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Sexual Misconduct and Title IX Policy and Procedure Overview and Scope of Policy

Overview

Rooted in the Roman Catholic tradition of higher education, Anna Maria College is maintained and operated in conformity with the values of the Judeo-Christian tradition and in keeping with the ideals of its foundresses, the Sisters of Saint Anne.  The College is committed to nurturing the development of a sense of respect for oneself and for others, as well as a sense of responsibility to society and the world.  To stay true to the mission of the College, the environment at AMC must be free of sexual misconduct including sexual assault, sexual violence, sexual harassment, sexual exploitation, sexual discrimination, gender-based harassment, domestic violence, dating violence, and stalking. 

AMC recognizes that sexual misconduct is a serious concern on college campuses everywhere.  To address this concern, AMC provides educational and preventative programs; services for individuals who have been impacted by sexual misconduct; and accessible, prompt, and equitable methods of investigation and resolution of complaints, including cooperating with Paxton Police when the sexual misconduct rises to the level of a crime.

This Policy is written in a manner as to be easy to understand and accessible to students and employees while fulfilling legal obligations.  If you have any questions regarding this Policy, please do not hesitate to contact the Title IX Coordinator, Director of Human Resources, (508) 849-3398; the Title IX Deputy, Andrew Klein, Vice President for Student Affairs, (508) 849-3313, This email address is being protected from spambots. You need JavaScript enabled to view it.; Paxton Police Lieutenant Mark Savasta, (508) 494-9010, This email address is being protected from spambots. You need JavaScript enabled to view it.

Scope of Policy

This policy applies to both students and employees of the College and extends to sexual misconduct in all its forms and to retaliation by or against any employee, student, contractor, guest, visitor, or another person within the jurisdiction of the College. 

College jurisdiction shall be limited to the conduct which occurs on College property, at/during College sponsored events at any location, or anywhere when the conduct adversely affects a member(s) of the College community in the pursuit of his/her education and/or the fulfillment of the College’s mission. 

Individual and Community Responsibility

Each individual of the College Community is personally responsible for:

  • ensuring that his/her conduct is free from sexual misconduct;
  • reporting any instance of sexual misconduct to the appropriate official in a timely manner;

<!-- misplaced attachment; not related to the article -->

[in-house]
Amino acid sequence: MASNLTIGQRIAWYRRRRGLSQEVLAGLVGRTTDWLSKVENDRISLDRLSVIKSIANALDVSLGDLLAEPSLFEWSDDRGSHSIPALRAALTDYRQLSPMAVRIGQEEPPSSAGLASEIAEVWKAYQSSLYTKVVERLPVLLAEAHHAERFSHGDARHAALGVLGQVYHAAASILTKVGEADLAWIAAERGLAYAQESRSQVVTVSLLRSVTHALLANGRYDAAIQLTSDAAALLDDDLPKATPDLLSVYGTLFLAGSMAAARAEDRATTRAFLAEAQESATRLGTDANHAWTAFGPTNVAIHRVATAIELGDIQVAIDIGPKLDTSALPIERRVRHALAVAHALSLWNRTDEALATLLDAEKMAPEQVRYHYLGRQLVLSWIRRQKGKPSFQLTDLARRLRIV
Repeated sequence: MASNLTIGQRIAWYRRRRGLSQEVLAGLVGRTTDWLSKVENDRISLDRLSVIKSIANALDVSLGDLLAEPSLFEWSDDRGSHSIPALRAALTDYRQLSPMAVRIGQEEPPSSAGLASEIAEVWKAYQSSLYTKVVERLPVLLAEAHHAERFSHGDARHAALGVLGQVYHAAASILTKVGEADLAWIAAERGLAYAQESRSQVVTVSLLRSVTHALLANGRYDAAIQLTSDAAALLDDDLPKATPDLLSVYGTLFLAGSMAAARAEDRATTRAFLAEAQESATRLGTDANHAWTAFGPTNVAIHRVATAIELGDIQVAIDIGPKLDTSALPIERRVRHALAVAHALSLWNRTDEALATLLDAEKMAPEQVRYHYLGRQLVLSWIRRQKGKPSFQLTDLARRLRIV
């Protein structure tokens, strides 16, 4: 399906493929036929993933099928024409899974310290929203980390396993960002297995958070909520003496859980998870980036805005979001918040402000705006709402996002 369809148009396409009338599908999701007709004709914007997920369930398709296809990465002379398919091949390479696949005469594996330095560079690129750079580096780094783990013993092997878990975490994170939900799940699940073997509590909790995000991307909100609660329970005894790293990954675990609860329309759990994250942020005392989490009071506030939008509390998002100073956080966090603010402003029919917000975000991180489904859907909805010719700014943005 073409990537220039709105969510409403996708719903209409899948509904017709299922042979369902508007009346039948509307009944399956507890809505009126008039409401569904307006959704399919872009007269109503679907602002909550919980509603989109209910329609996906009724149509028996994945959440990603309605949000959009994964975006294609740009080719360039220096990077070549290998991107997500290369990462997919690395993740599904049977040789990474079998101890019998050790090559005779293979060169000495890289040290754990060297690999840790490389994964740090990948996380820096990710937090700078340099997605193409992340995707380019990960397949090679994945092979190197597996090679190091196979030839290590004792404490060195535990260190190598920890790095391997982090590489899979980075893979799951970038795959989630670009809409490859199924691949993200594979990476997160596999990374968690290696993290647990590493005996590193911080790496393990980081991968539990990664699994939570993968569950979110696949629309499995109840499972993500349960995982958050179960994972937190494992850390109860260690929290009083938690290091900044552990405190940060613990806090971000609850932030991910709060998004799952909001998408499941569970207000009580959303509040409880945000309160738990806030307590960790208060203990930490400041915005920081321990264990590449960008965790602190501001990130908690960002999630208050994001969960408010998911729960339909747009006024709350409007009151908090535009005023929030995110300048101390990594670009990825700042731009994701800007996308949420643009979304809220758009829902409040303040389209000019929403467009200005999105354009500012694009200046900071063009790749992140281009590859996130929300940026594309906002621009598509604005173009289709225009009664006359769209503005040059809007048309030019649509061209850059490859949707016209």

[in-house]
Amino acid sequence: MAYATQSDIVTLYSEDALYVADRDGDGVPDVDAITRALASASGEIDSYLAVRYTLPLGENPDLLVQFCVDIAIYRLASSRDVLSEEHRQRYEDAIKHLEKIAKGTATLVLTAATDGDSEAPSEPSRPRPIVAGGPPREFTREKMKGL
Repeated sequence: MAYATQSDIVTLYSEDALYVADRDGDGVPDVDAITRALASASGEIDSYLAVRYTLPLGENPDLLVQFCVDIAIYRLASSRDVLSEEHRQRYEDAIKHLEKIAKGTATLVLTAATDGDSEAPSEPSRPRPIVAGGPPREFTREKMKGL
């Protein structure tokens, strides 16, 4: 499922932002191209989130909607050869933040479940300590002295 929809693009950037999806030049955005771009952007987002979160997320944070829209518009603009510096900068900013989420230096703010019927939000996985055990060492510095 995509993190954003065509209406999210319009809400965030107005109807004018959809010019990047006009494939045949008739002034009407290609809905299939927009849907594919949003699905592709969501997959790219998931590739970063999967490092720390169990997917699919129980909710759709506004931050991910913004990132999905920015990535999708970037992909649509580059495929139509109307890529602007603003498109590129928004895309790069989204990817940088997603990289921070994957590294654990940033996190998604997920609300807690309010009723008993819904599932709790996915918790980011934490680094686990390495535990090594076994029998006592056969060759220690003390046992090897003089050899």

• cooperating in any investigation of alleged sexual misconduct by providing any information he/she possesses concerning the matter being investigated unless such action violates his/her rights as protected by law;
  • actively participating in the College’s efforts to prevent and eliminate sexual misconduct;
  • maintaining a working/learning/living environment free from sexual misconduct; and
  • ensuring that his/her actions support an environment in which an employee/student who files a sexual misconduct claim or cooperates in an investigation may do so without fear of retaliation or reprisal.  

Reporting and Confidential Reporting

All members of the AMC community are encouraged to report sexual misconduct and/or reach out to receive support and services when having experienced sexual misconduct without fear of retaliation or retribution. The College will make every effort to maintain the privacy of parties reporting sexual misconduct by restricting information to those with a legitimate need to know.  Those reporting sexual misconduct should be aware that maintaining privacy is not the same as maintaining complete confidentiality.  The complete reporting protocol is found on page 67 of this document.

Confidential Reports

As sexual misconduct can take many forms, there are many avenues to report and address it.  There may be times that a person wishes to discuss his/her experience with sexual misconduct or seek services due to an experience in strict confidence.  Confidential reports may be made on campus (during office hours) to the AMC Health and Counseling Center, Trinity Hall Annex, (508) 849-3315, and to the Campus Priest or Deacon, Foundress Hall lower level by the Madore Chapel, (508) 849-3280.  Available 24-hours a day is the off-campus free and confidential hotline at Pathways for Change, (800) 870-5905. The AMC Health and Counseling Center, Campus Priest, Campus Deacon, and Pathways for Change personnel will provide support and assistance to a person and, with very few exceptions required by law, are not obligated to report any information about the sexual misconduct to the Police, Title IX Coordinator, or Conduct Code Administrator.  Reports made to the AMC Health and Counseling Center, Campus Priest, Campus Deacon, and Pathways for Change are confidential and will not automatically trigger further action by the College.